Both YamaTough and Symantec claimed that the negotiations had been a ruse on both sides, with neither actually negotiating in good faith. The hacker said he had always intended to release the source code, and Symantec said its participation had been under the direction of law enforcement.
In mid-January, Symantec admitted that 2006-era source code for Norton Antivirus Corporate Edition, Norton Internet Security, Norton SystemWorks (Norton Utilities and Norton GoBack), and PCAnywhere had been stolen from its own servers. Earlier, it said the theft had taken place from Indian military servers.
While the stolen source code for its security products was dismissed as being of obsolete code, in late January Symantec took the extraordinary step of telling its customers to stop using its pcAnywhere software, the theft of the source code of which the company had at first said only "slightly increased security risk."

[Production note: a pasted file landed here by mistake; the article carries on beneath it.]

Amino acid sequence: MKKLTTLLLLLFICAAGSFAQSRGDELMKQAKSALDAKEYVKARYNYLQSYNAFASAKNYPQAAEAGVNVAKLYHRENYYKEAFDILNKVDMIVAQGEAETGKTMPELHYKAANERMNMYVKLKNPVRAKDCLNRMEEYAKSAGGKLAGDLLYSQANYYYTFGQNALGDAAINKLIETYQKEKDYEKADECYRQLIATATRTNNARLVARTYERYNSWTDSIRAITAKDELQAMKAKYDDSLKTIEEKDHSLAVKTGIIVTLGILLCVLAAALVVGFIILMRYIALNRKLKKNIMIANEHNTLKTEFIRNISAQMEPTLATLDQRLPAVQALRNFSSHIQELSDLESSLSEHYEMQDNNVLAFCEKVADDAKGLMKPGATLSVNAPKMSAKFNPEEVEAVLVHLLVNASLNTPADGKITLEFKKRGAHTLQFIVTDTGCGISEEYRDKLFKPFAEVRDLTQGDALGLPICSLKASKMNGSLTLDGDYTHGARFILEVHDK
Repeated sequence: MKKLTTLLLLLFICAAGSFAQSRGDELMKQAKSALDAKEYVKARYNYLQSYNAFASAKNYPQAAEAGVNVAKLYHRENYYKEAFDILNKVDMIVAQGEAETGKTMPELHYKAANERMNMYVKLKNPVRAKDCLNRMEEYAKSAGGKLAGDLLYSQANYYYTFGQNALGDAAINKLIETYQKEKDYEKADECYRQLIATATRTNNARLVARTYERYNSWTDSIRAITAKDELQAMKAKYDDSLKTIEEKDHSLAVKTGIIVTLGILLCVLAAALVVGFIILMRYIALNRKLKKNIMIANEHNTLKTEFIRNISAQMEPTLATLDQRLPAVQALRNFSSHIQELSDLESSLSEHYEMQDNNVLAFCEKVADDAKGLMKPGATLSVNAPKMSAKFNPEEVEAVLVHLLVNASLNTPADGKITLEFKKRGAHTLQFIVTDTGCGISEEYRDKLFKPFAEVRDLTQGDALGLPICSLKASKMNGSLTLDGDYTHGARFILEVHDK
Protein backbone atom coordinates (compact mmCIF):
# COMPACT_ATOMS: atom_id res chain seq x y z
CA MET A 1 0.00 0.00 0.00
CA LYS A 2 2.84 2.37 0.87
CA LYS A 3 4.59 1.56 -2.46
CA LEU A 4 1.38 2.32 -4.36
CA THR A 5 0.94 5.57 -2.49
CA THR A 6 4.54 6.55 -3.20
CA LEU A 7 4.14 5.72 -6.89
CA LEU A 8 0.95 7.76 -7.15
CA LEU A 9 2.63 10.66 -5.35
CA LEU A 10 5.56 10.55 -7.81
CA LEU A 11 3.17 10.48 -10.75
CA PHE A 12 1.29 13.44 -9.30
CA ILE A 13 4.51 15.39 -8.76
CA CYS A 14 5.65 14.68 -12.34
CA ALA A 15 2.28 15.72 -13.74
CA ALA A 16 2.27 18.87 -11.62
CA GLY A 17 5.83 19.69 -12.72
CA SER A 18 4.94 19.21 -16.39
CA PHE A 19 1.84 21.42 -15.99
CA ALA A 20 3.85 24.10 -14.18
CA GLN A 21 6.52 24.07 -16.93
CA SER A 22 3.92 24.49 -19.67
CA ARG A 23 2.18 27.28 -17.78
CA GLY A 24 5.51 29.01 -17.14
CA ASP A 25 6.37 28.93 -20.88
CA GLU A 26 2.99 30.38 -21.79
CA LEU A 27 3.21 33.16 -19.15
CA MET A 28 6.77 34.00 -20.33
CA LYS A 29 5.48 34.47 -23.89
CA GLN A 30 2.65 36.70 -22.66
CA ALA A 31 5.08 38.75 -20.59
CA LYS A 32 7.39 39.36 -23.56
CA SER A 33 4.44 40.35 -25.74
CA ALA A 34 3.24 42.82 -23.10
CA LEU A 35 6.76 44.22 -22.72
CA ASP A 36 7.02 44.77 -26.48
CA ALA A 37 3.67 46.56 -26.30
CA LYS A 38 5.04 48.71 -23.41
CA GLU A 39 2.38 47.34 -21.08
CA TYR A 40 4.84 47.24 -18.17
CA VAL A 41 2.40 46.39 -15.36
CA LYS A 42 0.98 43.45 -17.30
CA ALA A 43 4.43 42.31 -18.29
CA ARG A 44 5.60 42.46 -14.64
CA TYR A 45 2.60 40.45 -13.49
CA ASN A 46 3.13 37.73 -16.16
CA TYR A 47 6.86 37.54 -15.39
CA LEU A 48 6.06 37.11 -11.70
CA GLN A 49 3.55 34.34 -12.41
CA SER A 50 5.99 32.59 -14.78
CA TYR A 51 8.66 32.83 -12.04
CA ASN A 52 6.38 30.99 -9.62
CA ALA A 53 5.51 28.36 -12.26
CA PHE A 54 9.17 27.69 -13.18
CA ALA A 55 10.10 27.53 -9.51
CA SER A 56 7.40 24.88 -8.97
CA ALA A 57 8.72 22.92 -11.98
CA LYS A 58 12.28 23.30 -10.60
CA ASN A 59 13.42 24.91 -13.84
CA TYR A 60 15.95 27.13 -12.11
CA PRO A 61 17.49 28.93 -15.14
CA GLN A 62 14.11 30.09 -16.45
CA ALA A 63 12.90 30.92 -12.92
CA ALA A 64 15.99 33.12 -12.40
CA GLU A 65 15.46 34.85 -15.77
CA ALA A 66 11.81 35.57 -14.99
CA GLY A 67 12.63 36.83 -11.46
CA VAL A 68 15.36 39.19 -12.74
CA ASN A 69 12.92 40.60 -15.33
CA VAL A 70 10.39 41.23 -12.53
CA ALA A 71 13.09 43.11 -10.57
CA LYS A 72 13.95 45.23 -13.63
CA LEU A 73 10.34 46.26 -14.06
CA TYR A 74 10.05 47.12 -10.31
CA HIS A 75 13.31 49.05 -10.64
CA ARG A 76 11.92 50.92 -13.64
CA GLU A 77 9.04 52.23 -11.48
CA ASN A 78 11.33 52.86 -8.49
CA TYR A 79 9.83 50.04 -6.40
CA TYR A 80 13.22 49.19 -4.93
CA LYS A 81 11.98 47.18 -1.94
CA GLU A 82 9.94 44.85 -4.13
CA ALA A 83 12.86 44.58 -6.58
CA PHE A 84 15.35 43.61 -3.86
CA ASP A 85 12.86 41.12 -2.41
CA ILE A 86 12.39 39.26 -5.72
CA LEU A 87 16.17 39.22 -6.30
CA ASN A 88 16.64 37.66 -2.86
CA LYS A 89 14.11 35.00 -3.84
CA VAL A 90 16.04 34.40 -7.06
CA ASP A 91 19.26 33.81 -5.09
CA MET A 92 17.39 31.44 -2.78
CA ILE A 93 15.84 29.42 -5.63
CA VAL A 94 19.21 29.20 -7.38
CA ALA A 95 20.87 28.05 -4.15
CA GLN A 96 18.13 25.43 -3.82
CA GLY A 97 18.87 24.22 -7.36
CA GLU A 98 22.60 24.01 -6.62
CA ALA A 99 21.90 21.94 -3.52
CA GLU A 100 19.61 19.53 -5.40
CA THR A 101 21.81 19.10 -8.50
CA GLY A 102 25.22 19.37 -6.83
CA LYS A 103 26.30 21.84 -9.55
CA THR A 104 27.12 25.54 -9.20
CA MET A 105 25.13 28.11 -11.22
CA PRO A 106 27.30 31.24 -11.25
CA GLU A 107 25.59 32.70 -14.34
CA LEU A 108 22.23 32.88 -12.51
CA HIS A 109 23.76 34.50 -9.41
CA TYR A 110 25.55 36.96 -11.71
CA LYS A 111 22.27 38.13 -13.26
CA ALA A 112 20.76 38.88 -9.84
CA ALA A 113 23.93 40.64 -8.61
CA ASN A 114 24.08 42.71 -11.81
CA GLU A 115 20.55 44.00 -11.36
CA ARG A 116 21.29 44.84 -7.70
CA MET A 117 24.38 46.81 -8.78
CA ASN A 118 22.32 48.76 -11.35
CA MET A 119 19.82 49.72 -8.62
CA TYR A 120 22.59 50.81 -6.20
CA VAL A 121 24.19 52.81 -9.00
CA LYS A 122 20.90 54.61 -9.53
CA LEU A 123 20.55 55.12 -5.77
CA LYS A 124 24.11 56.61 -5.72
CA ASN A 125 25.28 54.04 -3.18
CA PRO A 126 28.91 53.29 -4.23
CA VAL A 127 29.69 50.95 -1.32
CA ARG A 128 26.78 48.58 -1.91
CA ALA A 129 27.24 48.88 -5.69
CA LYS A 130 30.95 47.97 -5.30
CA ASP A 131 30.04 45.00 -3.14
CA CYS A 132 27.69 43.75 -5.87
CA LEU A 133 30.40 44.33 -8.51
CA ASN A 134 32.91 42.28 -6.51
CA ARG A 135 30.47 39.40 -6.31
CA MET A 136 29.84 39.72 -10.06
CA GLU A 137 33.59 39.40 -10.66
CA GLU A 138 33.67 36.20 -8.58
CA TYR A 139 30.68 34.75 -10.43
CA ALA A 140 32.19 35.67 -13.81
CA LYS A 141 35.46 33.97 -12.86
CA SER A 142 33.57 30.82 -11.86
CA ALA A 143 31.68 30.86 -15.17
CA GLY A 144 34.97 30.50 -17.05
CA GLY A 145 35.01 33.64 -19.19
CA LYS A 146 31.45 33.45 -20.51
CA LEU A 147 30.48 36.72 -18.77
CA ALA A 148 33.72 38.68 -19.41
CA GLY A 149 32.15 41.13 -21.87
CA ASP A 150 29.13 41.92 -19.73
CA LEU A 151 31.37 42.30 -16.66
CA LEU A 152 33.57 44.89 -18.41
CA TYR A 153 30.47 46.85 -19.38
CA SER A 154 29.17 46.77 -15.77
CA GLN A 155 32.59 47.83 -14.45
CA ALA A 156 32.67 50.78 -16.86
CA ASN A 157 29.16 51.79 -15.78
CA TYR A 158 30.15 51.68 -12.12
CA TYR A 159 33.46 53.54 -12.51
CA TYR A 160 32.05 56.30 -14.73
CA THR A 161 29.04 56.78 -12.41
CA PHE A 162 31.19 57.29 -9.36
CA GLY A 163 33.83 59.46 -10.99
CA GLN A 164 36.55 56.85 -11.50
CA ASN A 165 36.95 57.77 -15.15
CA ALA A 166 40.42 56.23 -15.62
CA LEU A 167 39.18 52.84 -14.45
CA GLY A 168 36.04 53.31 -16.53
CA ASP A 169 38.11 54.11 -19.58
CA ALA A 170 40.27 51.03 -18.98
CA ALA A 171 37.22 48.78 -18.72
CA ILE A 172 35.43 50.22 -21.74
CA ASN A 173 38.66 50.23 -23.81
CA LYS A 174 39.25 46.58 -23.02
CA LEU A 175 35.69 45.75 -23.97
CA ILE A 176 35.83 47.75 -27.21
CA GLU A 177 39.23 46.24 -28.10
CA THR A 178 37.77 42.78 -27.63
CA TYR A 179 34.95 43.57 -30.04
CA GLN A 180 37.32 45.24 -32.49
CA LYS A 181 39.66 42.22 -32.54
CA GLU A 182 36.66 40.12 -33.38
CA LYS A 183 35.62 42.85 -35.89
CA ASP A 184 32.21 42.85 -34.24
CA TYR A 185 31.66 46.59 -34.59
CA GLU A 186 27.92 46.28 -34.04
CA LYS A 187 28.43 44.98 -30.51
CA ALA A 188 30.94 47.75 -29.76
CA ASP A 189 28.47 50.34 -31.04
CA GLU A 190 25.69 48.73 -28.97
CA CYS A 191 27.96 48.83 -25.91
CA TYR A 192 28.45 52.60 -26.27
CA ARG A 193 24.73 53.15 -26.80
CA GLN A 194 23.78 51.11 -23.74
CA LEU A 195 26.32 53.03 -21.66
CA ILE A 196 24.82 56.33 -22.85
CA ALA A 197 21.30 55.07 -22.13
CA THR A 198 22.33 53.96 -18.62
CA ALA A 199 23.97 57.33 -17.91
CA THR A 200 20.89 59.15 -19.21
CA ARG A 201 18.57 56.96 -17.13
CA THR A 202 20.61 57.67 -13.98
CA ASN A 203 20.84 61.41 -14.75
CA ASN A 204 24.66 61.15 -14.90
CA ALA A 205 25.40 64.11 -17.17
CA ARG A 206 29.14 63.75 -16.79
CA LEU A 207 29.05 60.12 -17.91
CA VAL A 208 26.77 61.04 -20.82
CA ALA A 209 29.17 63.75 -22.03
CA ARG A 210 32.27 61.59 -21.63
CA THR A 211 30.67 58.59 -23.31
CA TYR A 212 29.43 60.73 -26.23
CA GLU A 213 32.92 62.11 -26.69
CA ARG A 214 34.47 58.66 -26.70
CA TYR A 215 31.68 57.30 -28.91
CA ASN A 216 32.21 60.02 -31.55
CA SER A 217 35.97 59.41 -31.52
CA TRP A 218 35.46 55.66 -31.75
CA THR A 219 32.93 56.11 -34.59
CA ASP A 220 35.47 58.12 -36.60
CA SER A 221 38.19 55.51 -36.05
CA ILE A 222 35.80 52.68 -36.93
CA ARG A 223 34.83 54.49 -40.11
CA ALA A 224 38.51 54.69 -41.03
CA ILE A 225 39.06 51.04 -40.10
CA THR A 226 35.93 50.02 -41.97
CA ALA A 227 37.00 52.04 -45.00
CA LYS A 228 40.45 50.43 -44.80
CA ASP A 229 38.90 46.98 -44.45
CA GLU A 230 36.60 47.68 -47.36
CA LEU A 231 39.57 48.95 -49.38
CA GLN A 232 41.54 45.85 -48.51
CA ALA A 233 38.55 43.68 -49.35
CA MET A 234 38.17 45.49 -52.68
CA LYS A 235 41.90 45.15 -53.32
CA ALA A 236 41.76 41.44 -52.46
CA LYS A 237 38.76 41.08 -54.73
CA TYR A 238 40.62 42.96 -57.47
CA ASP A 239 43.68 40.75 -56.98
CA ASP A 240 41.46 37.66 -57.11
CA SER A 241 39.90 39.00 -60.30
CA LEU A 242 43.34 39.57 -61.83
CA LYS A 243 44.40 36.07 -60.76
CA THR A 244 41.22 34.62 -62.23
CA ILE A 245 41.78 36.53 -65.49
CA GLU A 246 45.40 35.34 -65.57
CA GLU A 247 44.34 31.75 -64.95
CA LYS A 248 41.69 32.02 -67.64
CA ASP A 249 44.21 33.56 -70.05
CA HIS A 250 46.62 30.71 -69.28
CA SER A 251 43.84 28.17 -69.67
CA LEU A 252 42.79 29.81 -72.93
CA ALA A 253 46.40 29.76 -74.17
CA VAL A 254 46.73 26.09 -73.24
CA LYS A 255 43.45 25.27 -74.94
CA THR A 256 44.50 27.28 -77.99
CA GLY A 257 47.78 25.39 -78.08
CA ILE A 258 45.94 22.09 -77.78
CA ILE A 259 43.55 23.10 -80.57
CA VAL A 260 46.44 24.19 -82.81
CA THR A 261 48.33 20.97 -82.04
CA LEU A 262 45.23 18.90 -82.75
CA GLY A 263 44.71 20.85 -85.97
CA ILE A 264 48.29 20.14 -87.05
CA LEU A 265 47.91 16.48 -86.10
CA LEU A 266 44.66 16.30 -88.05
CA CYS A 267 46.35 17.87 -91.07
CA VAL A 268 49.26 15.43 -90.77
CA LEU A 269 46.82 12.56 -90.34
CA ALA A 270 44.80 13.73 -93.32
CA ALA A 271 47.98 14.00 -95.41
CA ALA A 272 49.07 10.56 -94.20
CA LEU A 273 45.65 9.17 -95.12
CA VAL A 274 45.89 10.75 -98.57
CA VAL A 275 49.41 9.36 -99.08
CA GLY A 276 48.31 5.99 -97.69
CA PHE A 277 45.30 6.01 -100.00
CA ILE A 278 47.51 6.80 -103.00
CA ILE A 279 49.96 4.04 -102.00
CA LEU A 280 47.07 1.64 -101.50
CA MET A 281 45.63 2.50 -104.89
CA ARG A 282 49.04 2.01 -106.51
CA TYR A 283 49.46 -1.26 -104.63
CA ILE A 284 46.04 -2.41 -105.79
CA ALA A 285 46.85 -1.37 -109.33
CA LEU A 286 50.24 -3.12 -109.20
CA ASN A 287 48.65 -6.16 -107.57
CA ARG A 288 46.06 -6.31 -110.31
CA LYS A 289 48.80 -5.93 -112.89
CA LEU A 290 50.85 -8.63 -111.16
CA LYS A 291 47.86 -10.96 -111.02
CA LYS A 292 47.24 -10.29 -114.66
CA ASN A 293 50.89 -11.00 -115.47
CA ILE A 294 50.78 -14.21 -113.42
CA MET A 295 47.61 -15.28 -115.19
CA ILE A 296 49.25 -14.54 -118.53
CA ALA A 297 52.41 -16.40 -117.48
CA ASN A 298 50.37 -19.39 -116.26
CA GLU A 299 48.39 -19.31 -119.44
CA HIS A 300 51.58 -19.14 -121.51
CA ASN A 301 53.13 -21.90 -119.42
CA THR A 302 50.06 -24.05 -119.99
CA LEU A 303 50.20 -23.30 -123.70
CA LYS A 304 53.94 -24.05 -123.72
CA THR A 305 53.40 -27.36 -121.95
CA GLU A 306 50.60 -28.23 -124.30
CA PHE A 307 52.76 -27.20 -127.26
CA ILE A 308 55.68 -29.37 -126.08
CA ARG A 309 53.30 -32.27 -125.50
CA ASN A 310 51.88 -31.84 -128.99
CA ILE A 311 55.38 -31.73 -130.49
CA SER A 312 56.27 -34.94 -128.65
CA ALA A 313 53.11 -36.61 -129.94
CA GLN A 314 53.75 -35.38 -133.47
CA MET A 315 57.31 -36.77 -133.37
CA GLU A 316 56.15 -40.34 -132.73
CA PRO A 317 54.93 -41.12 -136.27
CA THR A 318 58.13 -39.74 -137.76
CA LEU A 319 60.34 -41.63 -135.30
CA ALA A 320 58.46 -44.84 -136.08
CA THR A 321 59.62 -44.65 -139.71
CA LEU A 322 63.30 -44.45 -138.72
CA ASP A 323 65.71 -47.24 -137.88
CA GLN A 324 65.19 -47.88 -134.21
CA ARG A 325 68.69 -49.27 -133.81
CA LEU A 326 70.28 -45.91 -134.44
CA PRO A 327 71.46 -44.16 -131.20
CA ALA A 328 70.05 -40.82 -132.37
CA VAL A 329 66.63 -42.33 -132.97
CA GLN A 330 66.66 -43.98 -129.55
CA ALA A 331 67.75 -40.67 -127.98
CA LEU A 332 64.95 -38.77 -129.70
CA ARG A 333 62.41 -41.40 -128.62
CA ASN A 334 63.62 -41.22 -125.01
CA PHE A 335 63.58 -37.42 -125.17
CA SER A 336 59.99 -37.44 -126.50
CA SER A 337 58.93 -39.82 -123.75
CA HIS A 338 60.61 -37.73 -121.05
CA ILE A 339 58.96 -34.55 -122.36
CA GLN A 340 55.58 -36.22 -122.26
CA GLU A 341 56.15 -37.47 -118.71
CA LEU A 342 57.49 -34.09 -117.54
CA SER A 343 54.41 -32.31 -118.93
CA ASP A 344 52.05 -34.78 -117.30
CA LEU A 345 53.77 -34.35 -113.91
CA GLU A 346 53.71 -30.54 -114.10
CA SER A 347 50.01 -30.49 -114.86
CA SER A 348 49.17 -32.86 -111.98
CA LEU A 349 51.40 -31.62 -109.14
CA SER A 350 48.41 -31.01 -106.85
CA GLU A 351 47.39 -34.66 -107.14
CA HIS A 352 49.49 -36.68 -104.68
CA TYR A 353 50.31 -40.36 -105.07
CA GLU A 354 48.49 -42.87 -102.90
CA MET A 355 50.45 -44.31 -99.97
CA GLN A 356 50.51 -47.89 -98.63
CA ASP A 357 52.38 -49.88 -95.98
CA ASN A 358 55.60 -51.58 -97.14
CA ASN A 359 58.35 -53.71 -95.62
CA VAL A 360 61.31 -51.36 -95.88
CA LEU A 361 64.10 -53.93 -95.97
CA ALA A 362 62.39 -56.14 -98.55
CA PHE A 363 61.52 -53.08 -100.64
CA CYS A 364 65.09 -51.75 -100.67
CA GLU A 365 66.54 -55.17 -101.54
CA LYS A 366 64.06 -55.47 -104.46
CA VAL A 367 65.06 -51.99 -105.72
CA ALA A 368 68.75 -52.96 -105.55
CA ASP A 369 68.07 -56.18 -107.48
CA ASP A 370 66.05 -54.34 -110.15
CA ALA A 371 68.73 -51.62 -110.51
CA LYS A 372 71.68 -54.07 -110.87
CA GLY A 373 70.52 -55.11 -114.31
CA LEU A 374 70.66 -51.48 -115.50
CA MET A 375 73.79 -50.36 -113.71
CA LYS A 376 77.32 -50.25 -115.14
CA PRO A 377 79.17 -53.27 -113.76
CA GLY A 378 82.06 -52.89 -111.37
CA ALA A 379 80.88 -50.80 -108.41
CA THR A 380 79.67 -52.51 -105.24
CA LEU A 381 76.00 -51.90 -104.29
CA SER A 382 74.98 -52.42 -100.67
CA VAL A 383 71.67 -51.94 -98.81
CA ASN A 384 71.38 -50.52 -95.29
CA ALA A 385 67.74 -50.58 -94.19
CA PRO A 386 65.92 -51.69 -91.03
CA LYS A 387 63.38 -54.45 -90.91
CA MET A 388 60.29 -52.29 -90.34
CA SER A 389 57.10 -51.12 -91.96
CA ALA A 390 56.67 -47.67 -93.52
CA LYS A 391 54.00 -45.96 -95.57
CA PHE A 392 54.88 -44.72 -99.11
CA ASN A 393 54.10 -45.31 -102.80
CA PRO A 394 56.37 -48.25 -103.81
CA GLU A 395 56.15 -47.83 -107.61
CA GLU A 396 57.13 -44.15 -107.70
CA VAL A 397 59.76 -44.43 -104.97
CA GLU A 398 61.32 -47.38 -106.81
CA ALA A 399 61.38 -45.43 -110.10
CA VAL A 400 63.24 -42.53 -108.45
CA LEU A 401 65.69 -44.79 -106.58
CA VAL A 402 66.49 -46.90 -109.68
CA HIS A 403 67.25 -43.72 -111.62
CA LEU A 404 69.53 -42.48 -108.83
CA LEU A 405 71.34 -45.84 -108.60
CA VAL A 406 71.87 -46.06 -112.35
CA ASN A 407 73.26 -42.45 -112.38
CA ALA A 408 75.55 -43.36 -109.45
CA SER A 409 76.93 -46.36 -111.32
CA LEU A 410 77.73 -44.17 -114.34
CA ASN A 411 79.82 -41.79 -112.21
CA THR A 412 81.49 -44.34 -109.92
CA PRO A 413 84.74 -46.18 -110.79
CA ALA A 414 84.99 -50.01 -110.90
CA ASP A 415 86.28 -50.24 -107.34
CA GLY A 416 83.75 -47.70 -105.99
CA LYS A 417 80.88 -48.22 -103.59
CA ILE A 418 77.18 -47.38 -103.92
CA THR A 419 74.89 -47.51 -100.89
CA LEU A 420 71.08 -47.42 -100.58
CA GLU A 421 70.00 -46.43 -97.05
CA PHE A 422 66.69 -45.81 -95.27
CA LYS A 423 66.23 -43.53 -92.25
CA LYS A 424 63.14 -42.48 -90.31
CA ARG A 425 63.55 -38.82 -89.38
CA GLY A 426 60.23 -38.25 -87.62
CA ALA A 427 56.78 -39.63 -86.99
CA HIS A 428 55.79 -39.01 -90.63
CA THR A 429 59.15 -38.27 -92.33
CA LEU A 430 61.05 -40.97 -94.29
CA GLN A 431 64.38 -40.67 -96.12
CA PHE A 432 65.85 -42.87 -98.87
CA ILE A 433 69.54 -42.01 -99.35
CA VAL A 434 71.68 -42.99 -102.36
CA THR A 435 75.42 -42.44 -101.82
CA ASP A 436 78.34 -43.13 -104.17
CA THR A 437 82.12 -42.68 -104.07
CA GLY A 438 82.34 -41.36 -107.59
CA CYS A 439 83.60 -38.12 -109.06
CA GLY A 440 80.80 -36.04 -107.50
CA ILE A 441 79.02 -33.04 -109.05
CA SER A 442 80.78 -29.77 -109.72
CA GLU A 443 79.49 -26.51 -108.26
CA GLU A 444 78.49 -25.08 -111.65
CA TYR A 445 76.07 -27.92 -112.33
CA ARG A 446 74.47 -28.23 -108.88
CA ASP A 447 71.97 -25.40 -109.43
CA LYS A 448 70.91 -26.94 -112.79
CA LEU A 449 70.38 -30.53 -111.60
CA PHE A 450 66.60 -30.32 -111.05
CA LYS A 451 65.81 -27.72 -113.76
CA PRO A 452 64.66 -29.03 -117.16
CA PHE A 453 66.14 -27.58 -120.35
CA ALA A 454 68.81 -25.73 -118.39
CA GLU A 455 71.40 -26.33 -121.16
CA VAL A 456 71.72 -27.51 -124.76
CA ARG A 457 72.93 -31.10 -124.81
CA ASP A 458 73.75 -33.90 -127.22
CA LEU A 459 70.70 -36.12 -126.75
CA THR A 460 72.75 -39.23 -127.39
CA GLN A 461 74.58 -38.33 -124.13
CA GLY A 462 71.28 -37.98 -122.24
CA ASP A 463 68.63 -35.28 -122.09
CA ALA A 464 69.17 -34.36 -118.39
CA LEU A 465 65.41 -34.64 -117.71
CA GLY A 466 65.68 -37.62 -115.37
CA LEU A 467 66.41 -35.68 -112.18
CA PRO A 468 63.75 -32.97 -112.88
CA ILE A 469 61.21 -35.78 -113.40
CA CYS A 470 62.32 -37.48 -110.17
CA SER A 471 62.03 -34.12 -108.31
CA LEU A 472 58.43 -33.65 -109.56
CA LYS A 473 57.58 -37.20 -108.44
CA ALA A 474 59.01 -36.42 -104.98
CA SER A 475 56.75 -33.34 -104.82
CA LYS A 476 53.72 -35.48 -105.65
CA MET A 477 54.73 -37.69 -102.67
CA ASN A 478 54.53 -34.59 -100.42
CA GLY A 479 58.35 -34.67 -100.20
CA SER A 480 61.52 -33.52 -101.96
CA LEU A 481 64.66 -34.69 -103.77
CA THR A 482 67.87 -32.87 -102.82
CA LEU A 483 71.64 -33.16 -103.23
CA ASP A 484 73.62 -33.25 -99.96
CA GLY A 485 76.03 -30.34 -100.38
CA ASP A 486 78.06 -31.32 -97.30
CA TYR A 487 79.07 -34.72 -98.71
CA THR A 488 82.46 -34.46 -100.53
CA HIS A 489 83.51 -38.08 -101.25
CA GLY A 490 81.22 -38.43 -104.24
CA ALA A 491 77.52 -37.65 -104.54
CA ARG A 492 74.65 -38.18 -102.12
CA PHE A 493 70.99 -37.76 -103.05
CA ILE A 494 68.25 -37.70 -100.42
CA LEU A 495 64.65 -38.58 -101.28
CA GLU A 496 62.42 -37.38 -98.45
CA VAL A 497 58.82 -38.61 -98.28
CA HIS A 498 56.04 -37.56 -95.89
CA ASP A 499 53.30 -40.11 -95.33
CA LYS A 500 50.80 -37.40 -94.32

The email exchange released by the hacker shows convoluted negotiations between himself and a purported Symantec employee named Sam Thomas, beginning on January 18. The exchange could have been an attempt to lure the hacker into making a mistake, such as accepting a payment in a manner that could be easily traced.
It could also have been a delaying tactic. Symantec issued patches for "known vulnerabilities" in version 12.5 of pcAnywhere on January 23 and patches for versions 12.0 and 12.1 on January 27.
YamaTough said he was the one luring Symantec into a trap. He said, "We tricked them into offering us a bribe so we could humiliate them."
Just who was tricking who will probably never really be known.